Tuesday, July 17, 2007

PASADENA, Md. — Firefighters weren’t sure what was causing the smoke rising from a former discount store in this Baltimore suburb. The place had been abandoned for years, the interior stripped to the walls.

When they got inside July 2, they found only one thing burning: a 41-year-old man who became engulfed in flames and died after cutting through a high-voltage line.

Sean Phelps became another casualty of what authorities say is a deadly national trend: copper-wiring thefts.

High copper prices in recent years have thieves breaking into power plants and abandoned factories to rip out the wiring. Vandals are even stealing from grave sites.

The number of people killed nationally in copper theft attempts has not been counted, but news accounts put the death toll at about two dozen over the past year.

Mr. Phelps, a father of nine and a former long-haul trucker who family members say was trying to scavenge scrap metal to help support his family, was found alone in the empty building, next to a set of bolt cutters, a police scanner and the store’s lone remaining electrical panel. He wrongly assumed the power would be off, authorities say.

When Mr. Phelps cut the wire carrying at least 220 volts, he was hit with a powerful electrical arc, similar to what happens when lightning strikes or a transformer blows.

Most copper thefts are nuisances. A rash of thefts at a Maryland youth baseball park has left Little League night games without lights.

Thieves are turning increasingly to the highest-quality sources of copper — power substations, utility poles and electrical boxes — and turning over the easy-to-recycle wiring to scrap dealers.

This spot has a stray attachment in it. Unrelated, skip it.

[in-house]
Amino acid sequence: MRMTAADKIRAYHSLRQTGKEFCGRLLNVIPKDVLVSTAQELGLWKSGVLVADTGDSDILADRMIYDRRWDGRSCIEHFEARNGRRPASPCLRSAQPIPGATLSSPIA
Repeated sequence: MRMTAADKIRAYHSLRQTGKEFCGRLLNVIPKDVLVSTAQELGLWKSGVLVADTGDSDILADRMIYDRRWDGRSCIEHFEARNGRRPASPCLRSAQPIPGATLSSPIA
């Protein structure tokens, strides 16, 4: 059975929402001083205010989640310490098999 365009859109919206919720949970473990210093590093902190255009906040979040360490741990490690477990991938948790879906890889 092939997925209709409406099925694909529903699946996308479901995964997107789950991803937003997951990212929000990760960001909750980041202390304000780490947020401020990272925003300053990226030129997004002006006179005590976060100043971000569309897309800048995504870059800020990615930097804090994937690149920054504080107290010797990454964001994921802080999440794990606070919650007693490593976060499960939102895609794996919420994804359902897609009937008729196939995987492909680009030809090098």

Copper prices have increased almost fourfold in the past decade, led by rising demand from Asia. Copper now trades on financial markets for $3.65 a pound. The metal is hard to trace and retains its value well when recycled, so thieves are even targeting copper alloys such as brass.

Pipes and air conditioners have been stripped from homes and churches. California farmers have had irrigation machinery plucked. Thieves last year stole $10,000 worth of brass toilet flush valves from parks around Honolulu.

Police in Maryland, Ohio and Wisconsin say copper urns or brass plates have vanished from cemeteries.

“They don’t realize how much danger they’re putting themselves in for $3 a pound,” said Betty Kennedy, a spokeswoman for Atlantic City Electric in New Jersey.

In Ohio, a man was recently electrocuted when he tried to take down a power line to sell the copper. Sheriff’s deputies found the man tangled in the line, and utility workers had to remove the body.

Twenty states have passed laws this year to curb the problem. Much of the attention has gone to metal recyclers, who in many places could buy scrap without asking about its source.

After several people were electrocuted in Arkansas, legislators passed a law this year requiring people selling scrap metal to supply photo IDs and addresses. That law takes effect at the end of the month.

“We’ve had too many in our state killed,” said state Rep. Bruce D. Maloch, a Democrat who sponsored the bill.

Though some scrap-metal recyclers oppose such laws, many say they already ask for identification.

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